For 130 years, National Geographic has been working to help explain the world and all that’s in it, supporting storytellers who help shine a light on the shared human experience and demonstrate the power of science and exploration to change the world.
In order to continue this mission, the Society has launched new fellowship opportunities for four visionary storytellers. Nominated by a panel of experts, the 2018 National Geographic Media Innovation Fellows were selected by a committee led by Kaitlin Yarnall, senior vice president of media innovation at the National Geographic Society.
Each of the National Geographic Media Innovation Fellows will receive up to $200,000 in support from National Geographic to focus on four unique projects over one year using different storytelling platforms. The four National Geographic Media Innovation Fellows are:
Evgenia Arbugaeva was born in 1985 in the town of Tiksi, located in the north of Russia. In her personal work, she often looks into her homeland — the Arctic — discovering and capturing the remote worlds and people who inhabit them.
Evgenia’s Media Innovation Fellowship project will document how people who inhabit the coastal stretch of land along the Northern Sea Route in Russia live through the current political, economic and climate changes.
Xaquín G.V. is an award-winning Galician visual journalist, instructor and consultant. He is an expert in data visualization, visual explanations and interactive storytelling.
His project will develop an open-source tool with a double purpose: first, to assist communicators in their data research by acting as an always-available editor against whom they can bounce ideas, and second, to simplify the production of low-complexity, data-driven visual stories.
Emma Marris is an environmental writer for National Geographic, Wired, the New York Times, Outside and many other outlets. She is also an Institute Fellow at the UCLA Institute of the Environment and Sustainability.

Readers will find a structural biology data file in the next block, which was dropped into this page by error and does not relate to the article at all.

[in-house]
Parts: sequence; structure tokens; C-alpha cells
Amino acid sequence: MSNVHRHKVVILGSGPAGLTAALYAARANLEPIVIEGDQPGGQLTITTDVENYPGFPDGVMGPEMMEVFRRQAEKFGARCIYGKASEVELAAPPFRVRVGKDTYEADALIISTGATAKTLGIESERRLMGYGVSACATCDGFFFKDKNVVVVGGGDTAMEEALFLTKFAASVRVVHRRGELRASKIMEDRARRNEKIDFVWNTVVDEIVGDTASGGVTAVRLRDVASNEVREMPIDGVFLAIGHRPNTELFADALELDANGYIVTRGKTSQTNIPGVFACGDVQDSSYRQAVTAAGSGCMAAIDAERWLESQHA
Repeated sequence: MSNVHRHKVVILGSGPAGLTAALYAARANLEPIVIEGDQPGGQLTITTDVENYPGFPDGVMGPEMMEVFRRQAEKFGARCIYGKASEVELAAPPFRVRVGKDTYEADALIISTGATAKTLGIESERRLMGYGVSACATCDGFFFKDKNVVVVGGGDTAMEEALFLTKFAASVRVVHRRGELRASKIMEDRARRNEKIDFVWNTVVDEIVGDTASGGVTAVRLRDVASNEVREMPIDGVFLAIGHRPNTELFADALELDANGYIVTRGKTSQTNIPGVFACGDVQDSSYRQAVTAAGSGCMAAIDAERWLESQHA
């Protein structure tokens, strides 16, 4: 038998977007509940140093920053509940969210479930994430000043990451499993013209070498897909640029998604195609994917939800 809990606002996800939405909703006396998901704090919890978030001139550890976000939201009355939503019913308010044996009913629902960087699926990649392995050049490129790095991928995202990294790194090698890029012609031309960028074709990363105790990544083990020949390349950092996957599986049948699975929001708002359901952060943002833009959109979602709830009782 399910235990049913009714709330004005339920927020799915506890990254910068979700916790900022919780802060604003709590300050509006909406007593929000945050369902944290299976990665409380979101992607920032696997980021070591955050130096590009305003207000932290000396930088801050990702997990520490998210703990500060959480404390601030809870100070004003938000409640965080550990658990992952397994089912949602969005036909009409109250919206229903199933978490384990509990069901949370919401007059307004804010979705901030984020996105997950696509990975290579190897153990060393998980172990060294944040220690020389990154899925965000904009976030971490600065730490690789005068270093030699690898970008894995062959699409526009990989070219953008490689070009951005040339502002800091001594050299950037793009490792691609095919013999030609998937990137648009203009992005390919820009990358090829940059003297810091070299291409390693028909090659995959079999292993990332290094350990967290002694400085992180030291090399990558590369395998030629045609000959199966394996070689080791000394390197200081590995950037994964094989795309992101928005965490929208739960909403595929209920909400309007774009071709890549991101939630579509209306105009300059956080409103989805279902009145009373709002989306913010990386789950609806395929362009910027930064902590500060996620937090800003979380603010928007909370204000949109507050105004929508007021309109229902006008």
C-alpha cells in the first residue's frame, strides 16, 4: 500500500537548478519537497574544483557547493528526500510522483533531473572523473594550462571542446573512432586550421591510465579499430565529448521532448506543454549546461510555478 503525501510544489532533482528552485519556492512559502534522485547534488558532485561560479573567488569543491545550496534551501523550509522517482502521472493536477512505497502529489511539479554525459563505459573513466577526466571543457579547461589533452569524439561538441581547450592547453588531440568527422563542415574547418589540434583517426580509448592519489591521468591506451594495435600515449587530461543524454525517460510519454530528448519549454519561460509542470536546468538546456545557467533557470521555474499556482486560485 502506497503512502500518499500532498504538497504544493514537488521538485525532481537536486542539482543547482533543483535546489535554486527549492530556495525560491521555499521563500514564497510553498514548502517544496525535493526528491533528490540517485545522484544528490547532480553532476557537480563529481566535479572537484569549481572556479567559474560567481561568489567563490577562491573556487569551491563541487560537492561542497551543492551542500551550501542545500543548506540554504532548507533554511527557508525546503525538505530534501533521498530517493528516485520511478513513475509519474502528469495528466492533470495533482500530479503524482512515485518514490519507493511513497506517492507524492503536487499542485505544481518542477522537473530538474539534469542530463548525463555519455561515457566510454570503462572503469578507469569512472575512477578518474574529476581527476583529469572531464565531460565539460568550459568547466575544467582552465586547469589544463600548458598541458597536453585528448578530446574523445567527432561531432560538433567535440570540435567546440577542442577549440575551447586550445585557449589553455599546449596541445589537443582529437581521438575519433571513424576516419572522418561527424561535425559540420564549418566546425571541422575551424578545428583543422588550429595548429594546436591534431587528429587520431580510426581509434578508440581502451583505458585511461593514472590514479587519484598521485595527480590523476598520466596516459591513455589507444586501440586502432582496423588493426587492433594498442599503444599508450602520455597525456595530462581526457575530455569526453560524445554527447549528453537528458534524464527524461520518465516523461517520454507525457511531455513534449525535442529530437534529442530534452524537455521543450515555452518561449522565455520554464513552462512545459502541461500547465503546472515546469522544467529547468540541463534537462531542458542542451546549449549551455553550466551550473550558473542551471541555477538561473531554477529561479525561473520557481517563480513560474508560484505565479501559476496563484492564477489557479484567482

During her Media Innovation Fellowship, Emma will create a new book, ”Wild Souls: What We Owe Animals in an Age of Humans.” The book, along with associated magazine features and podcast episodes, will answer one of the most pressing ethical issues of our time: What is the right relationship between people and wild animals?
Anand Varma is a freelance photographer and videographer who grew up in Atlanta, Georgia. His work tells the story behind the science on everything from primate behavior and hummingbird biomechanics to amphibian disease and forest ecology.
Anand’s Media Innovation Fellowship project will use novel visualization techniques to bring people into the hidden world of jellyfish, creatures that have existed in our oceans for half a billion years and have survived dramatic shifts in their environment. Anand’s hope is that an intimate look at these humble animals will inspire people to relate to them in a new way and ultimately spark a sense of wonder about the diversity, complexity and beauty of the natural world.
For more information about National Geographic’s commitment to storytelling and other opportunities to get involved, visit nationalgeographic.org. Support National Geographic’s efforts to enable more cutting-edge scientists, conservationists and educators like these to get out into the field here.